Youth See Themselves in Legal Professions with Color of Justice

Annual event to encourage young people of color to enter legal field is a success

The 2023 Color of Justice cohort. High school students met April 6 – 7 to learn about professions in the legal field.

This April 6 and 7, 64 Anchorage high school students saw the future—at least, one version of it. Thanks to the Color of Justice program, hosted by the Alaska Native Justice Center (ANJC) and its partners, students got an opportunity to imagine themselves in the legal field.

One student who hadn’t previously considered a legal career before the event reported that, after participating in a mock trial at the Color of Justice event, he wanted to become an attorney working for the defense.

Hosted in partnership with the State of Alaska Court System and the Anchorage School District, the Color of Justice event aims to inspire and encourage historically underrepresented populations in the legal field—mainly women and ethnic minorities—to consider careers as attorneys, judges, and other positions in the legal system.

At Color of Justice, high school students participated in mock trials, met with attorneys and judges, and learned about legal issues important to Alaska Native tribes.

This year, five Alaska Native students were among the participants at the Color of Justice event.

“We hope that the knowledge and connections formed here will inspire students to consider a career in the legal profession and judiciary,” said ANJC Senior Legal and Policy Director Alex Cleghorn. “We are proud that this event supports Alaska Native youth and inspires them to make change in their Tribal communities.”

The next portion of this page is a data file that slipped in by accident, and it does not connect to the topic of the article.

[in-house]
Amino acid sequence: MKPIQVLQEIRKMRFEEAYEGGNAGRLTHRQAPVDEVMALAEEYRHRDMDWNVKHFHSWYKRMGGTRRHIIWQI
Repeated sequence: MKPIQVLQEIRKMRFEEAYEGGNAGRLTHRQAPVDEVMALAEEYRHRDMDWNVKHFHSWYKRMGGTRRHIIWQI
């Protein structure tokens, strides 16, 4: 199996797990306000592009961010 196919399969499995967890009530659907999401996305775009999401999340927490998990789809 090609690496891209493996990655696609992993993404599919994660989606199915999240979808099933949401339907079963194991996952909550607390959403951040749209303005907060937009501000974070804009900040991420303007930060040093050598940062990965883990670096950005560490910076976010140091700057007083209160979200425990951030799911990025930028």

The event allowed students to meet in small groups with Alaska Native attorneys, law fellows, and state court judges to talk about their career journeys. Alaska Supreme Court Justices also worked directly with the students.

Students also got the chance to experience aspects of working in the legal field and learn more through activities like a mock trial, Constitutional Cranium, and “You Be the Judge,” where participants debated and decided the outcomes of real cases. With “Mentor Jet,” they experienced speed mentoring with legal professionals.

ANJC’s participation in the event was made possible by a generous grant from The CIRI Foundation, which helped cover staff time, giveaways for the students, and transportation. The program received additional support from partners including the American Civil Liberties Union, Alaska Bar Association, Kawerak, Inc., the Bristol Bay Regional Career and Technical Education Program, and University of Alaska Anchorage.

ANJC, the Alaska Court System, and Anchorage School District look forward to hosting more successful events in the future, continuing to empower and inspire the next generation of legal professionals. For more information on ANJC and its programs, visit

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